The DfES have published the 2005/06 school league tables.
Making is debut is the new measure of ‘threshold performance’ – out with 5 A*-C GCSEs or equivalent, in with a level 2 threshold that must include English and mathematics. The threshold is reached when a student has sufficient level 2 passes. This sufficiency is still achieved by 5 GCSEs, and level 2 when the GCSEs are A*-C. In this respect the only change is the mandatory need to pass Enlish and mathematics. It had been feared that making these two subjects a necessary factor in including student ‘success’ in a school’s figures would mean a drastic reduction in average levels of success. The percentage of students reaching threshold fell to 46% – down from 59% under the old measure of 5 A*-C GCSEs. Whilst a significant drop it may not be as bad as some feared.
For my own part, and for ICT, I was interested to see how the change had affected the pioneer of GNVQ IT for all (or at least the majority). Thomas Telford School was lauded a few years ago because of its dramatic increase in 5 A*-C percentage. I had always suspected that this was because of the GNVQ counting for four of them. It is interesting to note therefore that the school registered 95% in the new measure where English and mattics have become compulsory. So maybe 80% (or 4 GCSE-equivalent) qualifications didn’t distort the tables as much as seemed likely. This despite the headlines and horror stories as in this from the BBC:
A few canny pioneers realised that there was a vocational qualification, the GNVQ, which was worth four GCSEs at grade C or above. Add one more GCSE, in any subject, and, hey presto, you meet the target. To be fair, many of the original followers of the GNVQ route felt it offered the best educational option for their pupils. Others, though, realised it was an effective way of avoiding the consequences of falling below government targets. Eventually the government realised that large numbers of schools were achieving the threshold without their pupils achieving GCSE passes in maths and English.
Hence this year’s new requirement that the five GCSE passes must include maths and English. The effects on some schools have been dramatic. One school went from a score of 82% passing the equivalent of five A*-Cs to just 16% when maths and English were included. Many other schools, which had been climbing up the tables in recent years, found themselves slithering back down again. Presumably they will now find new ways of targeting performance in maths and English, no doubt at the cost of something else.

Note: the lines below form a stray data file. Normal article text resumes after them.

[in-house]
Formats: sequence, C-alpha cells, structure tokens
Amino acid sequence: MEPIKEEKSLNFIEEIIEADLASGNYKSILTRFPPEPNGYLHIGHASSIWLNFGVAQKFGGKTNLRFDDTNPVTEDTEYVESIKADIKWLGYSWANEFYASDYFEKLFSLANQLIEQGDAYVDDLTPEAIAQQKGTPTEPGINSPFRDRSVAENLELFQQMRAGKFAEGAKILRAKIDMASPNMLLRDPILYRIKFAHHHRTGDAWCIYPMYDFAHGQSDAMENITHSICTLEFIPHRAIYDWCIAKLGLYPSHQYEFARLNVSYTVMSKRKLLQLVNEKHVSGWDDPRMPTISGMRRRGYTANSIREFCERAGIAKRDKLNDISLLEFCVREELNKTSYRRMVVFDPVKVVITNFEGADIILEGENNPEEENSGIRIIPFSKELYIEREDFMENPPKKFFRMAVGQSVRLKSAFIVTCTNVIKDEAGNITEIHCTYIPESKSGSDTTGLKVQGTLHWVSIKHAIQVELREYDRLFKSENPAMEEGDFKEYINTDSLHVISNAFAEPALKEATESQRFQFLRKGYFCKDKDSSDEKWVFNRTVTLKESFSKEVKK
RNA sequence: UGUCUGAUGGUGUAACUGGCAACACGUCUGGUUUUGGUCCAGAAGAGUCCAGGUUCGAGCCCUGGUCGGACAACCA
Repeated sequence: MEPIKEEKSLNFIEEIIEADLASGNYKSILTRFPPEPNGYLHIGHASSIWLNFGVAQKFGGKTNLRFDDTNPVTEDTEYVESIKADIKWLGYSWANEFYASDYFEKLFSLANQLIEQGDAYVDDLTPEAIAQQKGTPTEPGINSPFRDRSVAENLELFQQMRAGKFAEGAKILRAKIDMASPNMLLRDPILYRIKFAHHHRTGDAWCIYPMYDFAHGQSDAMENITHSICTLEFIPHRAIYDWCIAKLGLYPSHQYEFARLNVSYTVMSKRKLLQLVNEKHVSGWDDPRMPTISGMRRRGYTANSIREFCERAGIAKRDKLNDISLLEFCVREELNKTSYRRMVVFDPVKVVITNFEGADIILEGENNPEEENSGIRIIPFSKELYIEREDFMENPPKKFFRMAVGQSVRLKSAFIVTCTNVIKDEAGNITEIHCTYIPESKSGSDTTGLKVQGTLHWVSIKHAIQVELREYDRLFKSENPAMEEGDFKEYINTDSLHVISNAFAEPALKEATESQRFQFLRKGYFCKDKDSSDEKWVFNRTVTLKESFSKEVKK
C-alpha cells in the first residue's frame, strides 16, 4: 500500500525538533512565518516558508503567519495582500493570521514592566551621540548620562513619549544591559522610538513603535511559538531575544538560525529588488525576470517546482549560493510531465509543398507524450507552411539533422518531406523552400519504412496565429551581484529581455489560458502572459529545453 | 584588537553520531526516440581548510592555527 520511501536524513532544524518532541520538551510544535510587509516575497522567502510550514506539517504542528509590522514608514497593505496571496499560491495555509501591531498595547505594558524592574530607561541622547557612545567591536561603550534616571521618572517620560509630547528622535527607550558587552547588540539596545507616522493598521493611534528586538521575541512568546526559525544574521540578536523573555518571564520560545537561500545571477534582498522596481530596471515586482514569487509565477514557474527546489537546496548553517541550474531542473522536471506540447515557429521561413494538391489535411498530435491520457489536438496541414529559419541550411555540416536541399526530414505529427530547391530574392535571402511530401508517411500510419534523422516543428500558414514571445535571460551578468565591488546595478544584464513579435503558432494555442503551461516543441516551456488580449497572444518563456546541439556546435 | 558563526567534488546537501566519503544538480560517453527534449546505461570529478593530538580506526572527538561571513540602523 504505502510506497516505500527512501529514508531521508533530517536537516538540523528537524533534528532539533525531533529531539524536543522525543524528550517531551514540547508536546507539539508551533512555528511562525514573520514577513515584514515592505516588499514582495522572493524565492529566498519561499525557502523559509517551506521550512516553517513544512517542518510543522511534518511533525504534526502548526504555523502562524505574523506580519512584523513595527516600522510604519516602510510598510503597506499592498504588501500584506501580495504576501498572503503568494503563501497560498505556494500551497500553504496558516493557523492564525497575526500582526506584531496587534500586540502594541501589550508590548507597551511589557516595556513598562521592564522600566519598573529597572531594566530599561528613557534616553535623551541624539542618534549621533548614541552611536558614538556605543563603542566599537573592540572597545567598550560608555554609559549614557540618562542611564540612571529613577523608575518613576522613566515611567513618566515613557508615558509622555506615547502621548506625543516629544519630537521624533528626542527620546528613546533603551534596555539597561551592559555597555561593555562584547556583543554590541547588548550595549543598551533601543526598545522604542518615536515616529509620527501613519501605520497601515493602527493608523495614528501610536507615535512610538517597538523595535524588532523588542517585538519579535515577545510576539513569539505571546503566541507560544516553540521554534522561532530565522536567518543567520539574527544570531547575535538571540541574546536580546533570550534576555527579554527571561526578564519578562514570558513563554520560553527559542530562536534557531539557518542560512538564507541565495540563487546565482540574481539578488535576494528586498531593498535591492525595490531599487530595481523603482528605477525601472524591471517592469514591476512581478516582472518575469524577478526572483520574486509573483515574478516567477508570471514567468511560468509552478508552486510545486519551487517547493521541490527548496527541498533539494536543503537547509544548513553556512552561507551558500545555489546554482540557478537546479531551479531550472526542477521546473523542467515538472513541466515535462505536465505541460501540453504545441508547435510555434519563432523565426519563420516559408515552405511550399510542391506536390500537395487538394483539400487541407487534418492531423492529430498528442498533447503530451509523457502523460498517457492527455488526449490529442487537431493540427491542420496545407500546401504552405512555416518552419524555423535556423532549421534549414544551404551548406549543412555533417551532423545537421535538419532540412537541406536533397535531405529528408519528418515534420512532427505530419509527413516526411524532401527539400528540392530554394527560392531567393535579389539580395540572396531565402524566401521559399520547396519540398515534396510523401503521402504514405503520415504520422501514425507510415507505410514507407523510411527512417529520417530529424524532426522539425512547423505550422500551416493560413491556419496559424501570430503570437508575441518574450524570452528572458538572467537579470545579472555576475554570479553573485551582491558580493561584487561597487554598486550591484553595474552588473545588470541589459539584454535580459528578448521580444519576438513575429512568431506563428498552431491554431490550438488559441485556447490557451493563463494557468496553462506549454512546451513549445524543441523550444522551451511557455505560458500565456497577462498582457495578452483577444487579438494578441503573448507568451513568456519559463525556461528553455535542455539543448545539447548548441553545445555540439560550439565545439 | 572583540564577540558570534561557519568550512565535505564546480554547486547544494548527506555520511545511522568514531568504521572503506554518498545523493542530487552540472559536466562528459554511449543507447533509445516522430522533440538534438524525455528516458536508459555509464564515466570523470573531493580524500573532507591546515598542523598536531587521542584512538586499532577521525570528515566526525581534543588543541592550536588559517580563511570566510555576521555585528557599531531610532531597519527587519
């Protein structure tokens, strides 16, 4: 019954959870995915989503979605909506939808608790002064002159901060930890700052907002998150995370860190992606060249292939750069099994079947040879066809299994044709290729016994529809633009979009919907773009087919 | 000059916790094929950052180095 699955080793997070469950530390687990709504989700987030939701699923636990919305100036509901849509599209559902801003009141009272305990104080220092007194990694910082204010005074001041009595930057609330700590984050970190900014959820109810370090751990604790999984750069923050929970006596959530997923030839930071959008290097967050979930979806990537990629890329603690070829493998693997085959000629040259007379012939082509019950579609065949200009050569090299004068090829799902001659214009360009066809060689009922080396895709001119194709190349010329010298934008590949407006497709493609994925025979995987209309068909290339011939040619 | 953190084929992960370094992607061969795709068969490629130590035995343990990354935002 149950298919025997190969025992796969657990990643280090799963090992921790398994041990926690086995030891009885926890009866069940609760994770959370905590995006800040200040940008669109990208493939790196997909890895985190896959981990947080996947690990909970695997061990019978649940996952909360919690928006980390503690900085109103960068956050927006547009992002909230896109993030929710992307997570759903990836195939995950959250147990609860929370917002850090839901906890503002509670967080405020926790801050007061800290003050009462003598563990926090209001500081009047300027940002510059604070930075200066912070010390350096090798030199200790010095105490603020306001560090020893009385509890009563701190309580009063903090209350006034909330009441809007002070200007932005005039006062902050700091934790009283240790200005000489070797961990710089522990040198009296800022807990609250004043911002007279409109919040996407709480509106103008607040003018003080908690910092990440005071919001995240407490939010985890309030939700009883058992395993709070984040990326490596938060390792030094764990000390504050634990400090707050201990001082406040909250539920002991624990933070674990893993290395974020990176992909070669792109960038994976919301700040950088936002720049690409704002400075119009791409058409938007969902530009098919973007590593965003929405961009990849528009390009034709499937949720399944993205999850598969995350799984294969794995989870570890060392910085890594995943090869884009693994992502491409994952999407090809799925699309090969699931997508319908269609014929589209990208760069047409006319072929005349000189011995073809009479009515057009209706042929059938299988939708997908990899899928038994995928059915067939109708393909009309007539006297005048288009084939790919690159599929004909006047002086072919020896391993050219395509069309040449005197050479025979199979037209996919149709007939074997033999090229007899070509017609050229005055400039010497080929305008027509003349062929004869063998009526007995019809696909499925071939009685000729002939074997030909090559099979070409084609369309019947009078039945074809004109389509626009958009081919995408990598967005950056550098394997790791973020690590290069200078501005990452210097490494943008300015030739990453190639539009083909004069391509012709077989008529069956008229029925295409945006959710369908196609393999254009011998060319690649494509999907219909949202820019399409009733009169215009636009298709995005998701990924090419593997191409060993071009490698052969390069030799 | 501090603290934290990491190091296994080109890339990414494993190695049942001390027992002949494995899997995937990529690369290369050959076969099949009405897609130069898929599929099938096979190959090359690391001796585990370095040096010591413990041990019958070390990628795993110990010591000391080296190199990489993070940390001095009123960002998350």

The more significant change though may be use of the phrase ‘ level 2 threshold’. GCSEs are no longer explicitly mentioned in the language of the threshold (even thought the DfES’s own link still says GCSE tables). A GCSE at A*-C is now just a 20% contribution to threshold. Many other qualifications can also contribute, as they could before. But now DIDA, for example, is not described as equivalent to 4 GCSEs but a level 2 DIDA pass is described instead as 80% of threshold.
The list of accredited qualifications, their level, and contribution to threshold is maintained by QCA at the Openquals website (soon to be renamed NDAQ: National Database of Accredited Qualifications). For level 2 ICT/IT, Openquals lists 71 qualifications across the awarding bodies. The market is wide open. The gold standard at 16 has changed.
Also this year saw a change in the value added measure include other factors other than just improvement on performance compared to level 3. Now the profile of the school’s students is taken into account and a figure based on a notional national baseline of 1000 is reported in the Contextual Value Added measure (CVA). Schools such as Greenwood Dale in Nottingham are lauded, quite rightly, for reasons of value-added and not just level 2 performance. This contextual value added doesn’t tell the whole story though, and Leicestershire’s relatively poor performance might have something to do structure in the county. The 14-19 colleges certainly seem poor relations to Nottinghamshire’s comprehensives in respect of CVA even though, in my opinion, 14-19 is a much more coherent age range. Maybe it is not measuring like with like when there is a change at 14? A classic case of measuring soemthing other than what is puported to be measured?